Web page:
Last season, there was talk about former players such as Kobe Bryant, Paul Pierce, or Kevin Garnett making one-game appearances in the league to showcase their games in a new format. But that won’t be the case. Ice Cube said the league is established enough to where he wants 10-week commitments from the players.

Games will be telecast live, unlike last season. The Big3 will also tour new cities, including Boston (TD Garden) on Aug. 5.

“You know as far as players coming for one or two weeks, we don’t really want that, you’re either going to be part of the team or you’re not,” Ice Cube said. “We just think guys who are healthy for our league is to get a real commitment. We got a real commitment from 48, 50 NBA greats, we want a commitment, we want guys committed to playing the whole year. So I don’t think we’re going to ever have an open-door policy where guys can, you know, walk on and play one game. Because to be honest I think the way our game is going that it would be very difficult to play one game, you know, you really have to get allocated to how you know our games are played, so we want you to be a part of this league and not just a guest.

“If you want to be a guest come sit in the front row with me, and we’ll accommodate you and you can watch the game for sure.”

Ice Cube said he has never visited TD Garden but the Lakers and Oakland Raiders fan is excited about the opportunity.

“I’m excited about going to Boston. Even though I’m a lifelong Laker fan, you recognize the passion of the Boston basketball fans, that they love their game, they understand the game, they’re fans of the game,” he said. “So it’s going to be cool to be in TD Garden and get a chance to feel the history. It’s my first time in that arena so I’m going to walk around and get the flavor and the vibe and we’re going to put on a great basketball game ourselves. We’ve got a couple former Celtics with us and I’m pretty sure people would be happy to see, I’m going to embrace it, man, because I’ve got a lot of respect for Boston, I’ve got a lot of respect for the Celtics, and I’ve got a lot of respect for the Celtics fans because you guys are passionate like we’re passionate. And it’s going to be a good night to be on the same side for one night.”

Amy Trask, a 30-year employee of the Raiders and the Big3’s chairperson of the board, said she might give Ice Cube a T-shirt that says, “It was a fumble!” referring to the 2001 AFC Divisional playoff game where an apparent fumble was waived off by officials because of the controversial “tuck rule.” The Patriots went on to win the Super Bowl that season.

Layups

The Hawks’ drafting of Trae Young may spell the final days for Dennis Schroder in Atlanta. Schroder has dealt with maturity issues as well as an off-the-court issue that has yet to be resolved. He was once considered a potential face of the franchise, but he clashed with former coach Mike Budenholzer last season. Schroder is one of the league’s top 15 point guards and is just 24 years old, but he may be difficult to move since he’s owed $45 million over the next three years. The Hawks, who are dumping salaries and preparing for future free agency, may have to accept an unwanted contract in return. Schroder recently commented at a German Basketball Federation news conference that he wouldn’t mind playing for the Pacers or Bucks, two teams that need a frontline point guard. The Hawks had to take on the remaining four years on Miles Plumlee’s contract to get rid of Dwight Howard. Atlanta’s highest-paid player is swingman Kent Bazemore, who is entering the third year of a four-year, $72 million contract. The Hawks would like to move him as well . . . Speaking of Howard, the Hornets sent the three-time NBA Defensive Player of the Year to the Nets for the contract of Timofey Mozgov and two second-round picks. Howard is not expected to play for the Nets; he will negotiate a buyout and become a free agent. The market for Howard will be tricky because of his checkered past. He has now been dealt from two teams after playing just one season for them, and the Rockets dumped him after three seasons when he didn’t get along with James Harden. Howard seems to have two personalities: the gregarious, friendly, and reflective guy who understands he has made mistakes, and the sullen, arrogant player who feels he’s better than he is and should play a bigger role than he does. Would Howard be open to a bench role for a title-contending team, knowing that winning a championship would enhance his sullied reputation? Howard averaged 16.6 points and 12.5 rebounds in 81 games last season for Charlotte, but the Hornets missed the playoffs. He has a case that he’s still productive, but he needs to find the right team and the right coach.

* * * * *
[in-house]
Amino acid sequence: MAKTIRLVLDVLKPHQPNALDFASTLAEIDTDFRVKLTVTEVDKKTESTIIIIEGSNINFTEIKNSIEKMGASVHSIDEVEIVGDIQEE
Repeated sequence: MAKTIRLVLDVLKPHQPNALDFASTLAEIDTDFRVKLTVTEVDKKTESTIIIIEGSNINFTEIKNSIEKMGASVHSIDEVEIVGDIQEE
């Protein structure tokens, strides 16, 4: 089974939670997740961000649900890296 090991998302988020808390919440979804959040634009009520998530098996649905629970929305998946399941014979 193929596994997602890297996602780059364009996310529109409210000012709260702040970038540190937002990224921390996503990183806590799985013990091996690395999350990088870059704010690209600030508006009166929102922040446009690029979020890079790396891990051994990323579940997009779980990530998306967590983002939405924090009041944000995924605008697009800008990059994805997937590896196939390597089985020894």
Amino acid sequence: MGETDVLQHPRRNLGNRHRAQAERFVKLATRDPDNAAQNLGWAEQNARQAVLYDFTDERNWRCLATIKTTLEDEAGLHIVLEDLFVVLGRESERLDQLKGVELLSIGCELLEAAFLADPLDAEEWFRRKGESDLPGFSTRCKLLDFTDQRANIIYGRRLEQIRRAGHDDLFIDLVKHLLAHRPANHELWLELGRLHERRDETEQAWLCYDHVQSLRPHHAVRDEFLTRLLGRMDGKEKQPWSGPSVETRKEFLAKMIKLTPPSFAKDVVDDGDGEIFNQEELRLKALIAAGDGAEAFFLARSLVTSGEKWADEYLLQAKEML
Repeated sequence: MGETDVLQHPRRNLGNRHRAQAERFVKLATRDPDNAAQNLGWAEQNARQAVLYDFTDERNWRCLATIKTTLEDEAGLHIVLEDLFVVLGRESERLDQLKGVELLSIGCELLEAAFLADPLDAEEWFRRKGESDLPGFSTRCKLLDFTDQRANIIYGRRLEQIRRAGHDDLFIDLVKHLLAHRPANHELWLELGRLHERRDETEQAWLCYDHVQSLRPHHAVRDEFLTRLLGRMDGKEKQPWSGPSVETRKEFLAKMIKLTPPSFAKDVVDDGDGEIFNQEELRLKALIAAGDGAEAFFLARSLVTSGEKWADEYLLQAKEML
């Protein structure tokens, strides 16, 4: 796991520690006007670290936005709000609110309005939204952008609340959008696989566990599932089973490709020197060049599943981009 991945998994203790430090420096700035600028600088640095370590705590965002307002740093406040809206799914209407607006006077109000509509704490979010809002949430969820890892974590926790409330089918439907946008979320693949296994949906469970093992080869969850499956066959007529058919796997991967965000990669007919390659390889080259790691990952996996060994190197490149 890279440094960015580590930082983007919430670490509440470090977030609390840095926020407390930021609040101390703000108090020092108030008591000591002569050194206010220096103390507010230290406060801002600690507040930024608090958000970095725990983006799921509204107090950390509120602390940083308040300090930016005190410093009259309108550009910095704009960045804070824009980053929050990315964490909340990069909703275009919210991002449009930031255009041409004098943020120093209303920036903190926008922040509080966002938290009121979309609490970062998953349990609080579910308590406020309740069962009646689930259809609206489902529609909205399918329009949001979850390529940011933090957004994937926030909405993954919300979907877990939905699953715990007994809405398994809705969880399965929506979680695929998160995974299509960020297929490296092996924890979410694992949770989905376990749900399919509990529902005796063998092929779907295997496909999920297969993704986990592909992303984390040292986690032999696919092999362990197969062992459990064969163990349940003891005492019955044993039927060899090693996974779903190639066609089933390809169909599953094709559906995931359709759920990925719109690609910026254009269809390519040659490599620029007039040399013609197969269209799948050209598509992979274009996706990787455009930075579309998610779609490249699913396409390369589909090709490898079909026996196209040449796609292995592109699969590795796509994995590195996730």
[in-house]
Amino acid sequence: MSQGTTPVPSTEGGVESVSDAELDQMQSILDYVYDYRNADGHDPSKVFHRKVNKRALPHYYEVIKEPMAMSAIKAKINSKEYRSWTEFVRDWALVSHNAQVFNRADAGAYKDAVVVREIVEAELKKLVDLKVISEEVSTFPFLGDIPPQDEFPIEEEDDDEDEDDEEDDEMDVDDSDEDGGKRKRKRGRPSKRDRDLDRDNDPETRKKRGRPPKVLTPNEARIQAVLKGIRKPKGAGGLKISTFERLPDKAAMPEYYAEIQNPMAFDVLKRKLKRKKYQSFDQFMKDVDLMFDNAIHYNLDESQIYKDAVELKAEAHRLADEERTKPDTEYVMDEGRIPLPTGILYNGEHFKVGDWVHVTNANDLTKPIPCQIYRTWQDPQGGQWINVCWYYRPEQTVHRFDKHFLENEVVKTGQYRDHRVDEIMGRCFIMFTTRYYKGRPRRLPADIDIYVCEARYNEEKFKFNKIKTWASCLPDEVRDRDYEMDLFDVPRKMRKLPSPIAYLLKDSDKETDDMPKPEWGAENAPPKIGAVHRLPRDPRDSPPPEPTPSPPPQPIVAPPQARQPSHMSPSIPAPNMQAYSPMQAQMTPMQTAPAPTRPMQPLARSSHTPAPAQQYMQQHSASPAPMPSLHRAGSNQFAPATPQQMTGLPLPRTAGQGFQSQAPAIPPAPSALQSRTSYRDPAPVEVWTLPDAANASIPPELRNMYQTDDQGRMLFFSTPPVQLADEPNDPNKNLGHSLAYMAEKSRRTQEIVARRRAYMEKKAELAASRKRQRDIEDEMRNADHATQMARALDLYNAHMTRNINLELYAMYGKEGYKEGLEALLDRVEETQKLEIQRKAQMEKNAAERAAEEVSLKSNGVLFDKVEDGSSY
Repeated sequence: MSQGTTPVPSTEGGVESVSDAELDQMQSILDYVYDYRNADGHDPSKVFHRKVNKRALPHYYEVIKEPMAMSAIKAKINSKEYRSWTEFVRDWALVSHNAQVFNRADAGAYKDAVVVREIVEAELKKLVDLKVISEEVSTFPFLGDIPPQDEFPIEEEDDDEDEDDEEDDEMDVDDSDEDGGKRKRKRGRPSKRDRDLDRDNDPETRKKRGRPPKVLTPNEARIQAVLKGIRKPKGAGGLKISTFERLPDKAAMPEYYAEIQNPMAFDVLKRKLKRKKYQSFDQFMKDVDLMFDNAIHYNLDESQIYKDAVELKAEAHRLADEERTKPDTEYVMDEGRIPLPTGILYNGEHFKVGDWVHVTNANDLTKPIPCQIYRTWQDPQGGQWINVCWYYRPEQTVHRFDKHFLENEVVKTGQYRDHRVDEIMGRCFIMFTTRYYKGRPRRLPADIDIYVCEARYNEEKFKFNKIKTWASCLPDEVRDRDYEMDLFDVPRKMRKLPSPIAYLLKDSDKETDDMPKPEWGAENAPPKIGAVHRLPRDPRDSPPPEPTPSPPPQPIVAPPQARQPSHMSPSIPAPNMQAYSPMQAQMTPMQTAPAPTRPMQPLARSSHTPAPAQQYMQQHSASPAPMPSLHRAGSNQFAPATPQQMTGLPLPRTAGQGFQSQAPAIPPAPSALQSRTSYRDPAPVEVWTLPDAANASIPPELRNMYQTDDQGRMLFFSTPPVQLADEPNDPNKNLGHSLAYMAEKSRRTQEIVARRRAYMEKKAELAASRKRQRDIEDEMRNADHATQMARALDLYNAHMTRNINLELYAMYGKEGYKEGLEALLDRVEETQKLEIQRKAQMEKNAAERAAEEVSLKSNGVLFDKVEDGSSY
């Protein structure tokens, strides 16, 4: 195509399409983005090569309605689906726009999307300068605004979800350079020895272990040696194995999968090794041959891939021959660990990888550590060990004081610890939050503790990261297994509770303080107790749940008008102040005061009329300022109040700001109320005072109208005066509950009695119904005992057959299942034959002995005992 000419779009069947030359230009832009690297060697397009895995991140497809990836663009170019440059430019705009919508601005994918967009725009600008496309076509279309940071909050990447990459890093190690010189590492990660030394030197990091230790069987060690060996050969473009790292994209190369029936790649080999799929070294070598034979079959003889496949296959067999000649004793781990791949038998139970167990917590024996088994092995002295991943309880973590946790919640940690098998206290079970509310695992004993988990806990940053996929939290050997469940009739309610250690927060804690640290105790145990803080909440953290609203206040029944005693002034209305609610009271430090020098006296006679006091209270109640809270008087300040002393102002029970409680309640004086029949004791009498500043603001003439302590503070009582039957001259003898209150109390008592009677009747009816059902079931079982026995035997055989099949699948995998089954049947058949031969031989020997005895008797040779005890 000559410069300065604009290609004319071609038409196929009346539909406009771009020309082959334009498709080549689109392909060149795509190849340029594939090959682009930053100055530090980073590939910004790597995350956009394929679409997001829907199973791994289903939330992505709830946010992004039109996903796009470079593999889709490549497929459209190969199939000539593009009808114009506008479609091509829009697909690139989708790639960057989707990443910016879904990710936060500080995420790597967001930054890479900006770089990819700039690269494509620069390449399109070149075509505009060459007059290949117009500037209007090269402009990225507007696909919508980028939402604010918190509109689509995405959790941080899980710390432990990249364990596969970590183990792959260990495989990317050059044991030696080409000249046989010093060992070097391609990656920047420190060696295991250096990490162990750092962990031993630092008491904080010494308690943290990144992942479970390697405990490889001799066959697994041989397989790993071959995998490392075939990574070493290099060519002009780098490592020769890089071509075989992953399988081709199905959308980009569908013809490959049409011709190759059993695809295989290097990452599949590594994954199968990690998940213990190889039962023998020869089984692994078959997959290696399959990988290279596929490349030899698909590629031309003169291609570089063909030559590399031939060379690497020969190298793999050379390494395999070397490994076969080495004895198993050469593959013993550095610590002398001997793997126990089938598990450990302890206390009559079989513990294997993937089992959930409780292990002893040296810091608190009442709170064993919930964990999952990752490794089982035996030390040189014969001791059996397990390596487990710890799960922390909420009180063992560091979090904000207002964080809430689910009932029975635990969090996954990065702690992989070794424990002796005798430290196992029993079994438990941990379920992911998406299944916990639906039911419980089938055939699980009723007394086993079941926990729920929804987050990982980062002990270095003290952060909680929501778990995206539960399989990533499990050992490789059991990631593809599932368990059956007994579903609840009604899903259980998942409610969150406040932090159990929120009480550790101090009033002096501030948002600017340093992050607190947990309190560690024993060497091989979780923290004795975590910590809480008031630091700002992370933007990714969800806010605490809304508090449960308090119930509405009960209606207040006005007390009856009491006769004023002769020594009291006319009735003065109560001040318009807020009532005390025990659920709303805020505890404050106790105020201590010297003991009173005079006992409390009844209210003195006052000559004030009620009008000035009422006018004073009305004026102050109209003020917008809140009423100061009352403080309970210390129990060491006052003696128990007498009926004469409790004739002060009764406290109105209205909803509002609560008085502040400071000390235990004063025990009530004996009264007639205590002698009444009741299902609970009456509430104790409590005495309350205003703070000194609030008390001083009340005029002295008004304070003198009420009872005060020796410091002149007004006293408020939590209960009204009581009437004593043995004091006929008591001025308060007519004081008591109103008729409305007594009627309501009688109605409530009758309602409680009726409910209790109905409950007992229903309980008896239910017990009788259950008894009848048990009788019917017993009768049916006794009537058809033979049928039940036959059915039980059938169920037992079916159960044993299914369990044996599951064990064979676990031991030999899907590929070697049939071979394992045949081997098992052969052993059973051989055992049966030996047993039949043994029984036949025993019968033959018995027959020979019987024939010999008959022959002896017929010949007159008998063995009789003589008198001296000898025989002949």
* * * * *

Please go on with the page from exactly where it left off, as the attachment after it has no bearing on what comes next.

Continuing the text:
Gary Washburn can be reached at gwashburn@globe.com. Follow him on Twitter at @GwashburnGlobe. Material from interviews, wire services, other beat writers, and league and team sources was used in this report.